# Is GR a 2nd order approximation in g?

• nickyrtr
In summary: Bianchi identity.In summary, atyy's summary of the content of the conversation is that the Einstein Equation can be rewritten as a second order approximation in g with higher order terms that don't really lead anywhere. Einstein himself argued that the only term he could "add by hand", without creating some sort of conflict with the postulates, was the term containing the cosmological constant. Higher order gravity theories have been pursued for a long time, and Stelle suggests that with the added R2 terms, gravity can be renormalized as a quantum field theory. However, higher order terms in R are forbidden in 4...dimensional general relativity due to the Bianchi identity.
nickyrtr
While studying the Einstein Equation, I noticed something curious, at least to me with little experience in General Relativity. Start with the usual formulation of the equation:

$$R_{\mu\nu} - \frac{1}{2}g_{\mu\nu}R + g_{\mu\nu}\Lambda = \frac{8{\pi}G}{c^2}T_{\mu\nu}$$

Then, apply the definition of R, the scalar curvature:

$$R = g^{ij}R_{ij}$$

and one can rewrite the Einstein Equation as follows:

$$R_{\mu\nu} + g_{\mu\nu}\Lambda - \frac{1}{2}g_{\mu\nu}g^{ij}R_{ij} = \frac{8{\pi}G}{c^2}T_{\mu\nu}$$

Intuitively, this looks a lot like some sort of second order approximation in g. One can imagine there might be higher order terms, insignificant except in the most extreme environments. Something like this:

$$R_{\mu\nu} + g_{\mu\nu}\Lambda - \frac{1}{2}g_{\mu\nu}g^{ij}R_{ij} + \frac{1}{3!}g_{\mu\pi}g^{\pi\sigma}g_{\sigma\nu}\Lambda_3 - \frac{1}{4!}g_{\mu\pi}g^{\pi\sigma}g_{\sigma\rho}g^{\rho\tau}R_{\tau\nu} + ... = \frac{8{\pi}G}{c^2}T_{\mu\nu}$$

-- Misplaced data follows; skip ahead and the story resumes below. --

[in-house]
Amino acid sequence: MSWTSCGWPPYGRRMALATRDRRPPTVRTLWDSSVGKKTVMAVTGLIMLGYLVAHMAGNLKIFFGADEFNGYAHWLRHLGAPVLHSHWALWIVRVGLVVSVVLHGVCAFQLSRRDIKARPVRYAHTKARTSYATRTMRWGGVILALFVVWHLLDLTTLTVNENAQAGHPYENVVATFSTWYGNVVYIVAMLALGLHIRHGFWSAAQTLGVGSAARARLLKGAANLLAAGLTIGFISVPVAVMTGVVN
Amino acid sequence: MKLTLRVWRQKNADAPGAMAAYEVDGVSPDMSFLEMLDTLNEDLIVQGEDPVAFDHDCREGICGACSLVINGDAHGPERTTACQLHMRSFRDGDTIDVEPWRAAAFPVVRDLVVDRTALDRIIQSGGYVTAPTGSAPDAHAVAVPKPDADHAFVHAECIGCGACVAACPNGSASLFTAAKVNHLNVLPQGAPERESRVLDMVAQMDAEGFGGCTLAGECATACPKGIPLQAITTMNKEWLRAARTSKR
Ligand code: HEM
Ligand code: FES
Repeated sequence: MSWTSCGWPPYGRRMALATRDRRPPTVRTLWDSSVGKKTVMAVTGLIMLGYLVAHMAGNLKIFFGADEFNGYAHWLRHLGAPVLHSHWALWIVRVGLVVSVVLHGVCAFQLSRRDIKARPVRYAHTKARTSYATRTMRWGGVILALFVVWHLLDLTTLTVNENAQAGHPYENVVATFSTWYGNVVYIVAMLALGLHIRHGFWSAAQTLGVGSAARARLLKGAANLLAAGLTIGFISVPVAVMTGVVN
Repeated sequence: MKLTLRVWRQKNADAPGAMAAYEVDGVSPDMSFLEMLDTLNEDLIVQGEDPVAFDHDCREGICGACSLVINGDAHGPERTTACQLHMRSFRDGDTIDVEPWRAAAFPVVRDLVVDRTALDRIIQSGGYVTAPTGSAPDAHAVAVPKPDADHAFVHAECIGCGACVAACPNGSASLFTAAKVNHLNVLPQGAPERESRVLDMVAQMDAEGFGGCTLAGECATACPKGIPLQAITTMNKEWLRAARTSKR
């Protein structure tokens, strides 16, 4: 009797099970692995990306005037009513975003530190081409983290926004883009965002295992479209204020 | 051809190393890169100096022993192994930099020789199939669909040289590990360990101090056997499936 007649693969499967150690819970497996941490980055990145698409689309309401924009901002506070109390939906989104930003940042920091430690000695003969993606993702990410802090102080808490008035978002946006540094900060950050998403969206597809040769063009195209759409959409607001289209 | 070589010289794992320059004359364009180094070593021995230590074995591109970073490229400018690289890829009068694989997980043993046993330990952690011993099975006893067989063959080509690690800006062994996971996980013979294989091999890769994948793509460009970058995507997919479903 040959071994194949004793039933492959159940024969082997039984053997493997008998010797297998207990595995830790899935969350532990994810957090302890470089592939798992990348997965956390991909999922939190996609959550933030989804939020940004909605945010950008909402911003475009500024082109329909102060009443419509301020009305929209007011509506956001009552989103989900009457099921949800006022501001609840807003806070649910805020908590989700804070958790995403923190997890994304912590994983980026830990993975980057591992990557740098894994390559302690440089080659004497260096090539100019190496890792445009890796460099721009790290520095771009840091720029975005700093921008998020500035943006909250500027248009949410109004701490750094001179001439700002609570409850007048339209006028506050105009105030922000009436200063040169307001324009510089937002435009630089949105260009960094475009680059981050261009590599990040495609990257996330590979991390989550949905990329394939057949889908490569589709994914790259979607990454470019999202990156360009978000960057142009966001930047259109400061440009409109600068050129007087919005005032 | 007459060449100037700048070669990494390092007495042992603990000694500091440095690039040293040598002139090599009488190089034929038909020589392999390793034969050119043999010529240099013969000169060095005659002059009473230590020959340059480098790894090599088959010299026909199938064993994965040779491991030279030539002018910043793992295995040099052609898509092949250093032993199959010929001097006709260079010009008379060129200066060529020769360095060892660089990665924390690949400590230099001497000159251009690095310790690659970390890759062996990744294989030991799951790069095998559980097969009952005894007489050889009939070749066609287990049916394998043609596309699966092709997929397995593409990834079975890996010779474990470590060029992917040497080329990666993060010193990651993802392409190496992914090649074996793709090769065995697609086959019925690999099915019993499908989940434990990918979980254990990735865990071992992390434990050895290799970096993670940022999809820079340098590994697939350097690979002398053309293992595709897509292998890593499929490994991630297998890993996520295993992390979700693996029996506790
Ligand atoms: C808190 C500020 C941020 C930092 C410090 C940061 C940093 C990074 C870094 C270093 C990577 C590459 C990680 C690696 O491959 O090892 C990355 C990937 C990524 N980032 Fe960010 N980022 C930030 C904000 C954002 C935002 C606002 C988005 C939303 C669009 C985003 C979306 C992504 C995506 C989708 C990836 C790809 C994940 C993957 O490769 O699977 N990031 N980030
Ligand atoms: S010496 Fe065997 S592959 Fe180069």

The above is completely arbitrary and made-up, just trying to paint an intuitive picture of the idea. Is the possibility something we can rule out on mathematical grounds? Has this kind of extension to GR been explored?

Don't know excactly what you did (my inability, not yours) but it's has always seemed likely that if quantum mechanics/gravity and GR don't agree in some situations, and neither produces finite results, then likely BOTH are currently approximations of a more general and precise (unified) theory. Perhaps akin to different string theories being different viewpoints of M theory. (all of which are only partially developed.)

I do know there ARE other formulations of GR, even Einstein had developed several, and only after arriving at his intuitive "equivalence principle" could he eliminate those which did not comport with uniform acceleration.

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Your higher order terms don't really lead to higher orders in g... Namely, the metric with upper indices is the inverse of the metric with lower indices. So, for instance:

$g_{\mu\pi}g^{\pi\sigma}g_{\sigma\rho}g^{\rho\tau} = \delta_{\mu}^{\sigma}g_{\sigma\rho}g^{\rho\tau} = \delta_{\mu}^{\sigma}\delta_{\sigma}^{\tau} = \delta_{\mu}^{\tau}$

But I can understand your point about adding higher order terms, in the sense that other contributions might be added to the equations of motion. However, I think Einstein himself argued somehow that the only term he could "add by hand", without creating some sort of conflict with the postulates, was in fact the term containing the cosmological constant.

On the other hand, for instance in superstring theory the Einstein equations of motion roll out as approximate equations of motion and that indeed higher order corrections to these equations are present.

Possibly: "It can be shown (Lovelock 1972) that a linear combination of Gab and gab is the most general two-index symmetric tensor that is divergence-free and can be constructed locally from the metric and its derivatives up to second order." Ludvigsen, p100, http://books.google.com.sg/books?id=hQdh3SVgZ8MC